Web Writers. From left to right: Steve Baldwin, Maura Johnston, Jeff Bockman, Xander Mellish, Stephanie "Steve Brownlee" McQueen, Rawle C. Jackman, Charles Bwayi. Photos: Jenine Gordon Bockman.

Web Writers In The Flesh kicked off its fall season on October 26, 1998, with one of its best shows ever.

Well-lubricated by the cherry liqueur and cherry chocolates provided by Five George Washingtons, Xander Mellish's new Silicon Alley satire, a crowd of about a hundred in the Gallery at 678 Broadway sat back to enjoy the show.

Steve Baldwin began the evening with a very funny excursion through Ghost Sites of The Web - "rusting hulks beneath the information superhighway," as he put it.

Steve showed old - old for the web, which is only five years old itself - and abandoned websites, many of them designed with giant GIFs wholly unsuitable for what was then a world of 14.4 modems. What made it even funnier is that several people in the audience had WORKED for some of the abandoned sites. Steve would like everyone to know that "Ghost Site" T-shirts are now available.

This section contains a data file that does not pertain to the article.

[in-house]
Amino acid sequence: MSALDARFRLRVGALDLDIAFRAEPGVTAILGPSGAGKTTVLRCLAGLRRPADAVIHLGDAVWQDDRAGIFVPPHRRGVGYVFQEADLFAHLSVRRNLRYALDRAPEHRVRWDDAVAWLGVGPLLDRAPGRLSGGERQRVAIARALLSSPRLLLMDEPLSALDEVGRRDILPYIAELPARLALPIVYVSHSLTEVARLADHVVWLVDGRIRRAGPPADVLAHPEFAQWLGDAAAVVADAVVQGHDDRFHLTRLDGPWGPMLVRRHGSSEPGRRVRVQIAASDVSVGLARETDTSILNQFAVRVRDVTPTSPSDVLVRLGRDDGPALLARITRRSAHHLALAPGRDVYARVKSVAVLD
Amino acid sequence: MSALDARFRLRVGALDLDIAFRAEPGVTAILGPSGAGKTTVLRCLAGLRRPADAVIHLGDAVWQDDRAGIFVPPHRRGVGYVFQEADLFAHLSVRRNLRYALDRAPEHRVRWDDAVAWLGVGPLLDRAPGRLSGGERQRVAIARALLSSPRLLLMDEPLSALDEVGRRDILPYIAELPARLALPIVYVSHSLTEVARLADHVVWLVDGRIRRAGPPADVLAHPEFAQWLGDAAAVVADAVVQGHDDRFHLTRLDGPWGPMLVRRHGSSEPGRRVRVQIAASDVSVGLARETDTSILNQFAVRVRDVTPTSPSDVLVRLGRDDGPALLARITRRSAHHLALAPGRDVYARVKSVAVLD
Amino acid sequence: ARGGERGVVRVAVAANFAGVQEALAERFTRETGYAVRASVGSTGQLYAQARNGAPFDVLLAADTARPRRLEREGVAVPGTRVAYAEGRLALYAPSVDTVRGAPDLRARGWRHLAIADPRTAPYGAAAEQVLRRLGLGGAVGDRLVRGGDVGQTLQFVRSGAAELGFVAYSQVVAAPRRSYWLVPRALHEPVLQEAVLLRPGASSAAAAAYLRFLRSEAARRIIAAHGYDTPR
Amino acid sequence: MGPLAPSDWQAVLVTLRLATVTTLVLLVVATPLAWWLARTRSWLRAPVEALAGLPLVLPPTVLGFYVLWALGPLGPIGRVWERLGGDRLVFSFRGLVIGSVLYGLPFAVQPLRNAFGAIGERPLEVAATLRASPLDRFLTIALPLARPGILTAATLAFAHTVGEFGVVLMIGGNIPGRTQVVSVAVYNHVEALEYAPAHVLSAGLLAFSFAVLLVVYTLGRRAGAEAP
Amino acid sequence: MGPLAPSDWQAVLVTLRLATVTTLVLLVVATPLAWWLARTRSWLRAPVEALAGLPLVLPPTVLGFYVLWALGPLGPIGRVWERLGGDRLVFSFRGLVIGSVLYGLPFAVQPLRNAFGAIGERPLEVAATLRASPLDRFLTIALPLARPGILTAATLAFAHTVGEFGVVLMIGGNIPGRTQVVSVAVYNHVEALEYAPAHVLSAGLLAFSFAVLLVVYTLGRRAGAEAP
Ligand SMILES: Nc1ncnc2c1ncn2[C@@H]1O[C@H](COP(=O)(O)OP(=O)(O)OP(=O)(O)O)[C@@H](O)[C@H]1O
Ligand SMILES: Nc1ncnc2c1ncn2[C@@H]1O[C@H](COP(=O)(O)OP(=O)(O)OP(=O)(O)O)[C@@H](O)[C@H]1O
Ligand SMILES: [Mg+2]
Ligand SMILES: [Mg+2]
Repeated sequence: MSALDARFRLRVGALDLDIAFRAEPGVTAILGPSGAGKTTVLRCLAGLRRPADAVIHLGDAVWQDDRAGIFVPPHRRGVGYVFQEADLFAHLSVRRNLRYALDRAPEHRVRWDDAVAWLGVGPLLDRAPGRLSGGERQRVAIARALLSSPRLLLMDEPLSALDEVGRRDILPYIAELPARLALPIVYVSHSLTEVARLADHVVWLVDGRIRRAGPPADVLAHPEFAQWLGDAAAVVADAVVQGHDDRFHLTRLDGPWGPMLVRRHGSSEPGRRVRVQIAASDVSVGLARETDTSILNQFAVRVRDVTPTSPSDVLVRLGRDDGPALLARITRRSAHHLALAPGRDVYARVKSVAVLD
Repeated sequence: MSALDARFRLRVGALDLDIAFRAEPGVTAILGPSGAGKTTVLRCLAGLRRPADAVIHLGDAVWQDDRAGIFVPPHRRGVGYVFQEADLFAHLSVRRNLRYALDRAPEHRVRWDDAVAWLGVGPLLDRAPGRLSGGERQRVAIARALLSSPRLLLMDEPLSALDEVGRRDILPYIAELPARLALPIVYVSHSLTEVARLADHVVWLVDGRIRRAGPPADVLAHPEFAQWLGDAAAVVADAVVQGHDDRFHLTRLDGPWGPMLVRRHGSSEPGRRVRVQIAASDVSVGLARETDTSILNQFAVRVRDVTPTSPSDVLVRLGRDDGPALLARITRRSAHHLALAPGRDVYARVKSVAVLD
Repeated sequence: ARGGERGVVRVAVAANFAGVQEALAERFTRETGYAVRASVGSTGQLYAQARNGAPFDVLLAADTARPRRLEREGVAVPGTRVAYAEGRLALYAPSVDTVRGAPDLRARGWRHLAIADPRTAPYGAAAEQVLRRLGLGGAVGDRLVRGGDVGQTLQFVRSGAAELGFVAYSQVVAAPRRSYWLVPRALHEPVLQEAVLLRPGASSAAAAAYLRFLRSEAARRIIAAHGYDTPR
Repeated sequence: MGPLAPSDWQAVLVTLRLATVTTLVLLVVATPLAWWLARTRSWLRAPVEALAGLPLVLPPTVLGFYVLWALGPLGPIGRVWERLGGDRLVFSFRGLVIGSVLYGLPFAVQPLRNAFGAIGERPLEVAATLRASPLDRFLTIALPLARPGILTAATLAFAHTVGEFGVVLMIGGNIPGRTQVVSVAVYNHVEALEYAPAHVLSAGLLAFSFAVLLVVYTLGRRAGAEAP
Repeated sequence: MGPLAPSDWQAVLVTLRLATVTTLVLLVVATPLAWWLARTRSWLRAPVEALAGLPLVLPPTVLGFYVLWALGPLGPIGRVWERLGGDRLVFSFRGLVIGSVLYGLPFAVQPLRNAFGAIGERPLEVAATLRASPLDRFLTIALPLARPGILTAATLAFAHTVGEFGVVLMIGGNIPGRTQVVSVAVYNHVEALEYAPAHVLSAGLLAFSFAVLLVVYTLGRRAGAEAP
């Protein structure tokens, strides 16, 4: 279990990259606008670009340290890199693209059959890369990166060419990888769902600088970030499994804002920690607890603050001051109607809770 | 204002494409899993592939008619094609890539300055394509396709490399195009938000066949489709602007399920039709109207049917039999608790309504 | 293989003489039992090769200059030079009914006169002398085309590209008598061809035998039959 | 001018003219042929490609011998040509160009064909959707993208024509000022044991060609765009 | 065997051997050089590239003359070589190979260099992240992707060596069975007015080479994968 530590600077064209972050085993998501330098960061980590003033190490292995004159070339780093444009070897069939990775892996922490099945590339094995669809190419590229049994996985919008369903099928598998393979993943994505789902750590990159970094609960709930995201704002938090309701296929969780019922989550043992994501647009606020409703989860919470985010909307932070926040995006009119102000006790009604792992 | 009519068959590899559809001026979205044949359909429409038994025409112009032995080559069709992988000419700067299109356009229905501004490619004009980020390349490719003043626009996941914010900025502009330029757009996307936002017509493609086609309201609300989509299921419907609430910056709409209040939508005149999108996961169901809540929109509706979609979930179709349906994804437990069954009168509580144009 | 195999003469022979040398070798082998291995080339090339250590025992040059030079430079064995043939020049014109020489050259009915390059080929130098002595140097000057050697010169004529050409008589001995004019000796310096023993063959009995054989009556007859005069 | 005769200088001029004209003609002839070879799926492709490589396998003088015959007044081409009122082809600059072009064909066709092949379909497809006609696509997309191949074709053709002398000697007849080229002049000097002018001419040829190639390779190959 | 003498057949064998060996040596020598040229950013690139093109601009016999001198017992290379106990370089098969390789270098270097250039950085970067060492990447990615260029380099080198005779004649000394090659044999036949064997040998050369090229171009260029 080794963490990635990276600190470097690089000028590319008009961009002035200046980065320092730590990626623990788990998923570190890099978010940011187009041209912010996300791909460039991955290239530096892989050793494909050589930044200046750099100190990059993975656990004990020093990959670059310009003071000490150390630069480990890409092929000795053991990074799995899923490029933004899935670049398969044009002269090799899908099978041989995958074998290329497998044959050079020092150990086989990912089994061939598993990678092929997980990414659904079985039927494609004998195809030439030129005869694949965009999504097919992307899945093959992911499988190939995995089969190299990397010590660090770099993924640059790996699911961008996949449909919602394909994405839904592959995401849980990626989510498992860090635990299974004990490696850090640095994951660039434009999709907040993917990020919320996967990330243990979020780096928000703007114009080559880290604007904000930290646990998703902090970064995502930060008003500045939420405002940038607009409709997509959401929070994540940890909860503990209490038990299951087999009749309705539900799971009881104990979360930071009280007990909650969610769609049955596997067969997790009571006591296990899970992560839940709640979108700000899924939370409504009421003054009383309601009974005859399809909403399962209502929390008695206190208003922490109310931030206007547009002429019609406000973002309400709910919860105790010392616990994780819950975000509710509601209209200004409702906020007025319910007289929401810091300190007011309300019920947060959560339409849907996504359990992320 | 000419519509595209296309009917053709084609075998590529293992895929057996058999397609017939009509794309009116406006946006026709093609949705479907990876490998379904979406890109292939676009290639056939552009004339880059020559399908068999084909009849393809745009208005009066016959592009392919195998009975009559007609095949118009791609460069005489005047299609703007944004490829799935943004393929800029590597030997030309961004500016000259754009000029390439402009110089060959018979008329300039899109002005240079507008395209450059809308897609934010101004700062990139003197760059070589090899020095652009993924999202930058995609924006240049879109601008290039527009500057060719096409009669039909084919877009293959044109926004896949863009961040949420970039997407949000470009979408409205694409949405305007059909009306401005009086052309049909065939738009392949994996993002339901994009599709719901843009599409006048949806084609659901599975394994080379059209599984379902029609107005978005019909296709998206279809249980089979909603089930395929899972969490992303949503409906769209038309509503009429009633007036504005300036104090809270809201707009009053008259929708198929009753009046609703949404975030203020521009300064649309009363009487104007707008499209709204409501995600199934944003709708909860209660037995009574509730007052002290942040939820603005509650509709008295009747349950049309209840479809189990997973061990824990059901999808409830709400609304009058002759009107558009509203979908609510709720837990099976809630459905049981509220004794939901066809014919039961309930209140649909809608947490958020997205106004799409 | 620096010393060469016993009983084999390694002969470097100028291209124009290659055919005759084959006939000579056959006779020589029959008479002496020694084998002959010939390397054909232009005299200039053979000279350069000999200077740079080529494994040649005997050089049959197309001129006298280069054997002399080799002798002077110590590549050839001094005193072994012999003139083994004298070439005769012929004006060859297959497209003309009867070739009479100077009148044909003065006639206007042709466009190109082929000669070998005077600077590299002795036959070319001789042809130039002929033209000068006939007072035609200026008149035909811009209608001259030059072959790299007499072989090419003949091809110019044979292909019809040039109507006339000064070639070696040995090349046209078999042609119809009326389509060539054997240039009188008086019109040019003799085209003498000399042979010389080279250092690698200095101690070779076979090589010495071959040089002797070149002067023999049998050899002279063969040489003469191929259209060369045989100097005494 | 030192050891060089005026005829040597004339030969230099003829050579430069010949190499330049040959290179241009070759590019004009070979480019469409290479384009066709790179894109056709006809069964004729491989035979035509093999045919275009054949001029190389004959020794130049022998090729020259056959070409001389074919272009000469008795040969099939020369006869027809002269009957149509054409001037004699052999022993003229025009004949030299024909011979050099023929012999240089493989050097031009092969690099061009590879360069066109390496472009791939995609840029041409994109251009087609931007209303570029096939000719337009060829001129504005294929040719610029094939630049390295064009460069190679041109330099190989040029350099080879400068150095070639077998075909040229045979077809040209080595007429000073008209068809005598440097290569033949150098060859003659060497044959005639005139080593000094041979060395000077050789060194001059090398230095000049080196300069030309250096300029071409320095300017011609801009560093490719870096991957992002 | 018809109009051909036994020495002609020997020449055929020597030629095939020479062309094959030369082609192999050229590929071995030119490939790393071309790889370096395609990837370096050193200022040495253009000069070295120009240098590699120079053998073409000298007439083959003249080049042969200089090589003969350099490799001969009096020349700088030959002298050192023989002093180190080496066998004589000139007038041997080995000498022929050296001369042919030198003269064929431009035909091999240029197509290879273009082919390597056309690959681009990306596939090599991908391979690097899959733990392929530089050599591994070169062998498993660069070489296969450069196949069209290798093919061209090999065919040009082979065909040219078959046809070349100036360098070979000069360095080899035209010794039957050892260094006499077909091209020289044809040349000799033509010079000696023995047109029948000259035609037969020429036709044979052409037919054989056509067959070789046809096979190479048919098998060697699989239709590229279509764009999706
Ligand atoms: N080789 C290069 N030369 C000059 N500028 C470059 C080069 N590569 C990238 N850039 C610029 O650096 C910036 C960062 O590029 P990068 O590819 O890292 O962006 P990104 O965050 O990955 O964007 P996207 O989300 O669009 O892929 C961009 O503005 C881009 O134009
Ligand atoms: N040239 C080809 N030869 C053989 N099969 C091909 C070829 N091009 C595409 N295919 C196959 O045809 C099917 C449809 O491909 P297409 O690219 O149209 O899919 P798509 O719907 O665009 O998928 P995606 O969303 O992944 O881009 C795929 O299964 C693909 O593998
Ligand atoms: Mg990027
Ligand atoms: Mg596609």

Next up was Rawle C. Jackman, whose presentation was one of the evening's highlights. In his glorious Islands accent, Rawle read four poems - all of them personal, political and often confrontational, but never hateful. He was accompanied by his friend Charles, playing a traditional West African Djembe drum.

The third reader was Maura Johnston, a web writer in the truest sense of the word. Maura runs www.bittersweets.org site, collecting bittersweet stories from hundreds of visitors. Tonight, she premiered a new project, a series of stories about creepy events on trains.

Xander Mellish then read a few character sketches from her new web novel Five George Washingtons, which, she explained, is not about George Washington at all. It's about Silicon Alley, and the one-time losers who find a niche there and become brilliant pioneers.

Stephanie "Steve Brownlee" McQueen was the evening's great discovery. Reading a very long poem, "Twice Sixteen", almost entirely from memory, she blew the audience away with what was one of her very first performances. After the show, Stephanie was surrounded by new fans.

For the evening's final presentation, Jeff Bockman turned off the lights and lit candles. Playing ambient music in the background - a CD serendipitously found lying around the gallery, since the DJ Jeff had expected got his dates mixed up - he read a short, supernatural story about a Wizard in New York City.